Intel® FPGA SDK for OpenCL™ Pro Edition: Best Practices Guide

ID 683521
Date 12/19/2022
Document Table of Contents

9.3. Memory Access Considerations

Intel® recommends kernel programming strategies that can improve memory access efficiency and reduce area usage of your OpenCL™ kernel.
  1. Minimize the number of access points to external memory.

    If possible, structure your kernel such that it reads its input from one location, processes the data internally, and then writes the output to another location.

  2. Instead of relying on local or global memory accesses, structure your kernel as a single work-item with shift register inference whenever possible.
  3. Instead of creating a kernel that writes data to external memory and a kernel that reads data from external memory, implement the Intel® FPGA SDK for OpenCL™ channels extension between the kernels for direct data transfer.
  4. If your OpenCL application includes many separate constant data accesses, declare the corresponding pointers using __constant instead of __global const. Declaration using __global const creates a private cache for each load or store operation. However, declaration using __constant creates a single constant cache on the chip only.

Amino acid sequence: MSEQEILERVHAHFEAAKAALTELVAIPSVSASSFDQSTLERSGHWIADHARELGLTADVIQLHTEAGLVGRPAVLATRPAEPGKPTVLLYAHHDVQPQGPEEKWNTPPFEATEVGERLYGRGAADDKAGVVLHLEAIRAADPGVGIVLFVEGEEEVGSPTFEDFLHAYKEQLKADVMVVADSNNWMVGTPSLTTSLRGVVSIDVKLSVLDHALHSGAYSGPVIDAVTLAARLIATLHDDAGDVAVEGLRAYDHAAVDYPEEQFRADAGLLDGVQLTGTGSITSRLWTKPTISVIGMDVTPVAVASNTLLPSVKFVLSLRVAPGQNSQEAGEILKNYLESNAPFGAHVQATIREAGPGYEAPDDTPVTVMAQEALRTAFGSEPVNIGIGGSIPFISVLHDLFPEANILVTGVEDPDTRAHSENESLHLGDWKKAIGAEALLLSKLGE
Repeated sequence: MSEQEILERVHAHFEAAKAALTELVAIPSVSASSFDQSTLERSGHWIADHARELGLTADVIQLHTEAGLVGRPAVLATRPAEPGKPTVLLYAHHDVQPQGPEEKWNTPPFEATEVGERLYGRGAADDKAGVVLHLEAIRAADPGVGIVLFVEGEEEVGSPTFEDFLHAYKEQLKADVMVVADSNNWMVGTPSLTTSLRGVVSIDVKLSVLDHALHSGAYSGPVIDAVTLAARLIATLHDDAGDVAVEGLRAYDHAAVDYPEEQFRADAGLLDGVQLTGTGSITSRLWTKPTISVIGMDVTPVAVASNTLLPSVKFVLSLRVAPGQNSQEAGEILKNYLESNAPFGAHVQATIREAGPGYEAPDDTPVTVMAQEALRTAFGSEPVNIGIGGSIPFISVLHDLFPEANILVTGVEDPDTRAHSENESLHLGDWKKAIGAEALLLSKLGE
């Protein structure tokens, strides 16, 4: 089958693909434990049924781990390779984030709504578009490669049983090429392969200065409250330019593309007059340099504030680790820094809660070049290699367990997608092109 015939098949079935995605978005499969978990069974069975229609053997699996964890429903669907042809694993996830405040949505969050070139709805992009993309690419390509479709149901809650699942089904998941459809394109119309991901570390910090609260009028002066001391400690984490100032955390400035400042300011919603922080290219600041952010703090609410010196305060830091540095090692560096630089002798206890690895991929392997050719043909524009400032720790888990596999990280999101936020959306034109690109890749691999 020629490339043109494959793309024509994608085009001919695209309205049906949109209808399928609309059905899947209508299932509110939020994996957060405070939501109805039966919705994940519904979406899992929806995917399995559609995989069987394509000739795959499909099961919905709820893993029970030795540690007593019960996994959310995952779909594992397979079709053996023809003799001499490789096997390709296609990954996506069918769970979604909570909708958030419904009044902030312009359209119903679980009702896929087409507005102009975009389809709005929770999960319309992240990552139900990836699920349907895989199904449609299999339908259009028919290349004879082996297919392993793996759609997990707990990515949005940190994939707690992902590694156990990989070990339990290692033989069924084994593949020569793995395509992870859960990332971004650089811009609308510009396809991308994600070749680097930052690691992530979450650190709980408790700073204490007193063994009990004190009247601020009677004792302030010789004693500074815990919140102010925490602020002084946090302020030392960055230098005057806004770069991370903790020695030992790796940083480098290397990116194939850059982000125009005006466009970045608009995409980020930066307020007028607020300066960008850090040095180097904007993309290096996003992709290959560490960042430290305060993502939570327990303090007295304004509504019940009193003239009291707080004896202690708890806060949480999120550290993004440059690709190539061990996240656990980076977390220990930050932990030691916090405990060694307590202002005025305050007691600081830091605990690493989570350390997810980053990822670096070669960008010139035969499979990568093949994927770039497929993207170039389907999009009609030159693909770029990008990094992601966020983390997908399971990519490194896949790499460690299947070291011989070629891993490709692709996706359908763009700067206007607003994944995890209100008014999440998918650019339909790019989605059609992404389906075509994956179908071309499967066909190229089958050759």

If your kernel targets a Cyclone® V device (for example, Cyclone V SoC), declaring __constant pointer kernel arguments might degrade FPGA performance.

  5. If your kernel passes a small number of constant arguments, pass them as values instead of pointers to global memory.

    For example, instead of passing __constant int * coef and then dereferencing coef with index 0 to 10, pass coef as a value (int16 coef). If coef was the only __constant pointer argument, passing it as a value eliminates the constant cache and the corresponding load and store operations completely.

  6. Conditionally shifting large shift registers inside pipelined loops leads to the creation of inefficient hardware. For example, the following kernel consumes more resources when the if (K > 5) condition is present:
    #define SHIFT_REG_LEN 1024
    __kernel void bad_shift_reg (__global int * restrict src,
                                 __global int * restrict dst,
                                 int K)
        float shift_reg[SHIFT_REG_LEN];
        int sum = 0;
        for (unsigned i = 0; i < K; i++)
            sum += shift_reg[0];
            shift_reg[SHIFT_REG_LEN-1] = src[i];
            // This condition will cause sever area bloat.
            if (K > 5)
              #pragma unroll
              for (int m = 0; m < SHIFT_REG_LEN-1 ; m++)
                  shift_reg[m] = shift_reg[m + 1];
            dst[i] = sum;
    Attention: Conditionally accessing a shift register does not degrade hardware efficiency. If it is necessary to implement conditional shifting of a large shift register in your kernel, consider modifying your code so that it uses local memory.